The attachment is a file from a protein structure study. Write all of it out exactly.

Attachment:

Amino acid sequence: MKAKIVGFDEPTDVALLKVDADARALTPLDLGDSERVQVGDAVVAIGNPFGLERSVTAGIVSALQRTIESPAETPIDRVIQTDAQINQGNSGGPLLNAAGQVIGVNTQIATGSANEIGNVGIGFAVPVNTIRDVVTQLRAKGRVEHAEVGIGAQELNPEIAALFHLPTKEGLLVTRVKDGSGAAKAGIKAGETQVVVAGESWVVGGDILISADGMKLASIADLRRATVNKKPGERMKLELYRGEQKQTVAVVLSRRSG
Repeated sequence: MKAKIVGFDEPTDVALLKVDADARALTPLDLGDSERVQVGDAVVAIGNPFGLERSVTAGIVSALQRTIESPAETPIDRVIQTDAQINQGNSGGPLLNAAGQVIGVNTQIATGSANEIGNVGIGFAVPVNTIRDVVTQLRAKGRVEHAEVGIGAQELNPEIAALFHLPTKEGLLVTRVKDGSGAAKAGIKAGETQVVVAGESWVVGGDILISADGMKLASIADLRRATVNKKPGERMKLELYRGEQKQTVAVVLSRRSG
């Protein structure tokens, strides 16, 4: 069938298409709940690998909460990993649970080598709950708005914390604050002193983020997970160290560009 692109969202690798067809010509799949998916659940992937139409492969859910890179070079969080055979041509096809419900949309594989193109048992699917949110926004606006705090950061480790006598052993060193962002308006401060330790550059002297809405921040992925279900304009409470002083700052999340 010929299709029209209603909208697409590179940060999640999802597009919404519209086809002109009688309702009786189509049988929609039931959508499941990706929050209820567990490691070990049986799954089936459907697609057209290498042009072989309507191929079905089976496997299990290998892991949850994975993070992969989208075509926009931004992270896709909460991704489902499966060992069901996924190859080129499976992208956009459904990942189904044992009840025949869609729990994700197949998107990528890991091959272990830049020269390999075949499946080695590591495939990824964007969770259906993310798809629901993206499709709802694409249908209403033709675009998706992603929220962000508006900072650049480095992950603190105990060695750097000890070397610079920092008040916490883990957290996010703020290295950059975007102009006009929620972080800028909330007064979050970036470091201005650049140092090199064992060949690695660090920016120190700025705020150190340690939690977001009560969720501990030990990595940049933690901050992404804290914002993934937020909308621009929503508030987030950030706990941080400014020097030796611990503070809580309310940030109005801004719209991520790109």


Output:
Amino acid sequence: MKAKIVGFDEPTDVALLKVDADARALTPLDLGDSERVQVGDAVVAIGNPFGLERSVTAGIVSALQRTIESPAETPIDRVIQTDAQINQGNSGGPLLNAAGQVIGVNTQIATGSANEIGNVGIGFAVPVNTIRDVVTQLRAKGRVEHAEVGIGAQELNPEIAALFHLPTKEGLLVTRVKDGSGAAKAGIKAGETQVVVAGESWVVGGDILISADGMKLASIADLRRATVNKKPGERMKLELYRGEQKQTVAVVLSRRSG
Repeated sequence: MKAKIVGFDEPTDVALLKVDADARALTPLDLGDSERVQVGDAVVAIGNPFGLERSVTAGIVSALQRTIESPAETPIDRVIQTDAQINQGNSGGPLLNAAGQVIGVNTQIATGSANEIGNVGIGFAVPVNTIRDVVTQLRAKGRVEHAEVGIGAQELNPEIAALFHLPTKEGLLVTRVKDGSGAAKAGIKAGETQVVVAGESWVVGGDILISADGMKLASIADLRRATVNKKPGERMKLELYRGEQKQTVAVVLSRRSG
């Protein structure tokens, strides 16, 4: 069938298409709940690998909460990993649970080598709950708005914390604050002193983020997970160290560009 692109969202690798067809010509799949998916659940992937139409492969859910890179070079969080055979041509096809419900949309594989193109048992699917949110926004606006705090950061480790006598052993060193962002308006401060330790550059002297809405921040992925279900304009409470002083700052999340 010929299709029209209603909208697409590179940060999640999802597009919404519209086809002109009688309702009786189509049988929609039931959508499941990706929050209820567990490691070990049986799954089936459907697609057209290498042009072989309507191929079905089976496997299990290998892991949850994975993070992969989208075509926009931004992270896709909460991704489902499966060992069901996924190859080129499976992208956009459904990942189904044992009840025949869609729990994700197949998107990528890991091959272990830049020269390999075949499946080695590591495939990824964007969770259906993310798809629901993206499709709802694409249908209403033709675009998706992603929220962000508006900072650049480095992950603190105990060695750097000890070397610079920092008040916490883990957290996010703020290295950059975007102009006009929620972080800028909330007064979050970036470091201005650049140092090199064992060949690695660090920016120190700025705020150190340690939690977001009560969720501990030990990595940049933690901050992404804290914002993934937020909308621009929503508030987030950030706990941080400014020097030796611990503070809580309310940030109005801004719209991520790109």